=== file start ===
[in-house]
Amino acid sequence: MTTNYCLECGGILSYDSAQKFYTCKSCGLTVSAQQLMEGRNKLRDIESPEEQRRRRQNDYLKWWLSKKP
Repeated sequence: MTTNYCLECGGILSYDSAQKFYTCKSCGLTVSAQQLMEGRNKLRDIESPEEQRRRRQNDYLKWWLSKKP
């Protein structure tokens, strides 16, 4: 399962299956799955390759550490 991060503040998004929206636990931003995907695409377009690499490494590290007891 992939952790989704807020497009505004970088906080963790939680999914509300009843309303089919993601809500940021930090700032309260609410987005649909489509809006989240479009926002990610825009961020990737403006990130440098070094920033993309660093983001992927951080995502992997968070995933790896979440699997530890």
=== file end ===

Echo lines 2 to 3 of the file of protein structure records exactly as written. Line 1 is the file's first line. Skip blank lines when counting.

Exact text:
Amino acid sequence: MTTNYCLECGGILSYDSAQKFYTCKSCGLTVSAQQLMEGRNKLRDIESPEEQRRRRQNDYLKWWLSKKP
Repeated sequence: MTTNYCLECGGILSYDSAQKFYTCKSCGLTVSAQQLMEGRNKLRDIESPEEQRRRRQNDYLKWWLSKKP